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I doubt voice profile would ever happen; what happens if you have guests over who try to use it? Non-action would not be a good selling point for the devices. Most people who buy the devices today saw (and used) one in action.
Quote from: mike27oct on January 07, 2017, 01:29:03 pmI doubt voice profile would ever happen; what happens if you have guests over who try to use it? Non-action would not be a good selling point for the devices. Most people who buy the devices today saw (and used) one in action.Completely disagree. The first thing all my guests are asking when they see it in action is whether it can be secured to their voices. The last thing anyone wants is for some wisea$$ visitor kid to say "Alexa, what's my bank balance?" Or "alexa, turn off all lights" and have it actually fulfill the command.It will become even more popular when it can be adequately secured. And the natural path is voice pattern recognition. In fact they are working on it now. You'd likely have the option of leaving it unsecured, but that's just not a good idea nowadays.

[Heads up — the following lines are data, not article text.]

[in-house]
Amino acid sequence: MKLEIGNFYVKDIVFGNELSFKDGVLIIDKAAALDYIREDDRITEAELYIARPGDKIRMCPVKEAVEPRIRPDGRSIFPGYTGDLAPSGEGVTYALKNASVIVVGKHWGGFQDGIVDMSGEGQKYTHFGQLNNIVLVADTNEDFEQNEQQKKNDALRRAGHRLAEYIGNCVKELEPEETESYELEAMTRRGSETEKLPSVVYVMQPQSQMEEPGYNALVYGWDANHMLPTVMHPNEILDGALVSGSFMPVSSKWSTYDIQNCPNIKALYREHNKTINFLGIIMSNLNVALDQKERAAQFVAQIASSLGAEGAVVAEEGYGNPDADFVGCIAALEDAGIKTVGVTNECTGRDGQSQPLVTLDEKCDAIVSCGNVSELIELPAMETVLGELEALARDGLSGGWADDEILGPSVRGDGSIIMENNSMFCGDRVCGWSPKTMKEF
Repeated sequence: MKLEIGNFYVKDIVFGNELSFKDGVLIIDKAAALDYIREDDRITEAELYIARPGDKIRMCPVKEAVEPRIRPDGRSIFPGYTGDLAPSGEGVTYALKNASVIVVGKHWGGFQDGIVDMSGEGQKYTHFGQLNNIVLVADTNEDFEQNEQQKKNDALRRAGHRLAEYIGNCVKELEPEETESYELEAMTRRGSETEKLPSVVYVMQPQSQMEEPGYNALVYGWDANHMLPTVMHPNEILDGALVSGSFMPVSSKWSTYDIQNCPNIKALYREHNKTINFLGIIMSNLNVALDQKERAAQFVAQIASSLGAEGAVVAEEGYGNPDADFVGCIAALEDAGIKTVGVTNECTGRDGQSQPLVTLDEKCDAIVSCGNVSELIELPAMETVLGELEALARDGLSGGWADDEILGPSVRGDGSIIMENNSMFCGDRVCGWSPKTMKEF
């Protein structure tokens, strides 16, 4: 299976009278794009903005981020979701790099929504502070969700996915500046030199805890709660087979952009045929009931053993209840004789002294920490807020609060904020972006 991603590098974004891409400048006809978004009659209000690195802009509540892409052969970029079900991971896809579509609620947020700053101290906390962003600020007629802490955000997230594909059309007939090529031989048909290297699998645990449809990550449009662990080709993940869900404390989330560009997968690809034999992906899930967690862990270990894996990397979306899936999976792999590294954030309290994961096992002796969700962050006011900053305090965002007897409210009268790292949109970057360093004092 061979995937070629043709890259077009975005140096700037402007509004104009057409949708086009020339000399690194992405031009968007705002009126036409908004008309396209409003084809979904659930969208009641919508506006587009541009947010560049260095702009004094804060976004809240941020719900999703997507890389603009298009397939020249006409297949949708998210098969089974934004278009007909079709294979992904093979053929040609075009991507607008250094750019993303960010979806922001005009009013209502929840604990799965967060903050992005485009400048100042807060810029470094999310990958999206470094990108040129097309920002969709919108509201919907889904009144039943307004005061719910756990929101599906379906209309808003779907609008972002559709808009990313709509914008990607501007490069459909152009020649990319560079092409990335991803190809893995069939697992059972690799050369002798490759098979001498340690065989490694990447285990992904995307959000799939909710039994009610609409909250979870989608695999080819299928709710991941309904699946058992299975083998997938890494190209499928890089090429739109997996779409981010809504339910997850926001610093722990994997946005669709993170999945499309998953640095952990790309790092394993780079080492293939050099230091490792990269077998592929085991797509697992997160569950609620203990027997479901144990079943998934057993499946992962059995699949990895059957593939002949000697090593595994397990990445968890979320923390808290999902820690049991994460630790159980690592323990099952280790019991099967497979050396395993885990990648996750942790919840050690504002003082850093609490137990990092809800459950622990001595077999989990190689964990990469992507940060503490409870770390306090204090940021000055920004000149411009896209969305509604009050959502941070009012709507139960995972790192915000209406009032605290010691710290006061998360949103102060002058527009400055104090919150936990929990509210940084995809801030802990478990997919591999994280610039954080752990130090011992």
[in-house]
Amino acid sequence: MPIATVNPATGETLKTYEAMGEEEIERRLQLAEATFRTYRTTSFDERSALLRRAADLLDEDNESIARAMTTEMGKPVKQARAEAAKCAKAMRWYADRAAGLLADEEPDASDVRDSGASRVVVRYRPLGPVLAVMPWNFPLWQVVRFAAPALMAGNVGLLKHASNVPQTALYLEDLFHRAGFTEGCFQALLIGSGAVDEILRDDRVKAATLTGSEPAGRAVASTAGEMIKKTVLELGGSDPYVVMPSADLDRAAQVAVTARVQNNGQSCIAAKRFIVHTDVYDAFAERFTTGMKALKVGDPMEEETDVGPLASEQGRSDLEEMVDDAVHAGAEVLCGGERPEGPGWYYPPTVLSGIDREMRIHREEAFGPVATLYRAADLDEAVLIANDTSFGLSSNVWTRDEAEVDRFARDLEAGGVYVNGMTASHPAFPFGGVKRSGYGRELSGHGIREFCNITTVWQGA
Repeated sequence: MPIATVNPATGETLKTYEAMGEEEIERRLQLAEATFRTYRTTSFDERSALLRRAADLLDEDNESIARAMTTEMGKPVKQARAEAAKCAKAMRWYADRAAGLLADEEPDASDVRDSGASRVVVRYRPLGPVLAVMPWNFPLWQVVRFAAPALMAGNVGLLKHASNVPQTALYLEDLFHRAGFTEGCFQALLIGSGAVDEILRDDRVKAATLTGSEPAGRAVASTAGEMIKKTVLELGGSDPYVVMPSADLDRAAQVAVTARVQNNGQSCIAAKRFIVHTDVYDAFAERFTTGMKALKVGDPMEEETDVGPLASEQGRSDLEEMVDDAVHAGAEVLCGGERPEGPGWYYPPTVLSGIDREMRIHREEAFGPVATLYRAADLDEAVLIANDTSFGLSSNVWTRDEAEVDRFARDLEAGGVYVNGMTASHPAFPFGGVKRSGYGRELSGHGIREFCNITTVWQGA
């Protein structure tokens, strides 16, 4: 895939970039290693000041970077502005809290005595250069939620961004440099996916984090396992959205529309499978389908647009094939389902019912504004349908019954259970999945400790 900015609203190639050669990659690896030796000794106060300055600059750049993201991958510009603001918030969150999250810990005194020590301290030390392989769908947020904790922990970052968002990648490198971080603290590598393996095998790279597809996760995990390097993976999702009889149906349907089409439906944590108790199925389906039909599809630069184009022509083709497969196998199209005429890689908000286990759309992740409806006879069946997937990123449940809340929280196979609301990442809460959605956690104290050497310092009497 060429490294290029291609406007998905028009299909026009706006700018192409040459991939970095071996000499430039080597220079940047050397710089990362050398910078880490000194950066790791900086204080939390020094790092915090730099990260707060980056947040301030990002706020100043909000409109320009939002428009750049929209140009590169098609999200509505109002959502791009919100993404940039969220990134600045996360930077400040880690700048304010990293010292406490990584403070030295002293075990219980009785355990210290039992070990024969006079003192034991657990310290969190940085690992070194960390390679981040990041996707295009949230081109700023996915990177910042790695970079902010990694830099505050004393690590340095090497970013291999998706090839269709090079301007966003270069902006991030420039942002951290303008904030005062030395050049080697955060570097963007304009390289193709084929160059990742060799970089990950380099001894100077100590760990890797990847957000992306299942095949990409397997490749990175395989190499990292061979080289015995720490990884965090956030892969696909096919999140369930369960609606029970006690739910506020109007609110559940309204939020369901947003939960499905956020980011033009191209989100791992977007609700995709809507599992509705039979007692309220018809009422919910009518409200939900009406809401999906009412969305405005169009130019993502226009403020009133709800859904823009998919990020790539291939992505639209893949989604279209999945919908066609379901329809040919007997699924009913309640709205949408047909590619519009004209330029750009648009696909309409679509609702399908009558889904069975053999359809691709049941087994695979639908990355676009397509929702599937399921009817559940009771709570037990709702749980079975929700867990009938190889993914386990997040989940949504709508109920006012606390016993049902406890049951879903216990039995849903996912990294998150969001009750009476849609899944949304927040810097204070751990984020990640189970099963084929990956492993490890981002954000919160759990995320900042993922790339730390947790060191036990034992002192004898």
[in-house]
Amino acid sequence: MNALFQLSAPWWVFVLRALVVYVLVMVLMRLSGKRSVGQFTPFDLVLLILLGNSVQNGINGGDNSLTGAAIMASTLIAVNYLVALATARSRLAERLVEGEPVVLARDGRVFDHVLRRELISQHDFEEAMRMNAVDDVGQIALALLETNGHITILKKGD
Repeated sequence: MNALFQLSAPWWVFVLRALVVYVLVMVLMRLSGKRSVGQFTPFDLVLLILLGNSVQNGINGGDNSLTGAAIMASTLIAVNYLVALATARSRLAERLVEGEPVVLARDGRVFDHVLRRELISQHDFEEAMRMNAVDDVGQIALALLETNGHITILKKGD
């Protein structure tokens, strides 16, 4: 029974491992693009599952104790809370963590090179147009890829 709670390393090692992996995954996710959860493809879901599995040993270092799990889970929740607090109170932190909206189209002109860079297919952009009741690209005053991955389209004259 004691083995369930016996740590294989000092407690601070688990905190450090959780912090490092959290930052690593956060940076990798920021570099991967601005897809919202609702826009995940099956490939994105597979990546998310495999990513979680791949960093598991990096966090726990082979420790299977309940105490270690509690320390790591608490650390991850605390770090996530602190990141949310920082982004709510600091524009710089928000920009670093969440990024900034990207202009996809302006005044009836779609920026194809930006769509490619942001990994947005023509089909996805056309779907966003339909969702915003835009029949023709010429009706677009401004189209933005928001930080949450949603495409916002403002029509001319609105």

Alexa already has trouble understanding what some people say. I know that sometimes my Echo Dot would light up and start to listen to my request and then completely ignore me at the end. Example from just a few moments ago. I asked for a simple calculation "Alexa, what is 20 times .15?" and was completely ignored. I was sitting only 3 feet away from the Echo Dot and there was very little noise besides the clacking of me typing. Imagine if Alexa had to determine it's my voice speaking before even trying to sort out what I'm asking for. It would be nice to have that, but I just don't think the technology is quite there yet in a consumer product. For military or 007-type installations, I'm sure they've already gone way beyond that.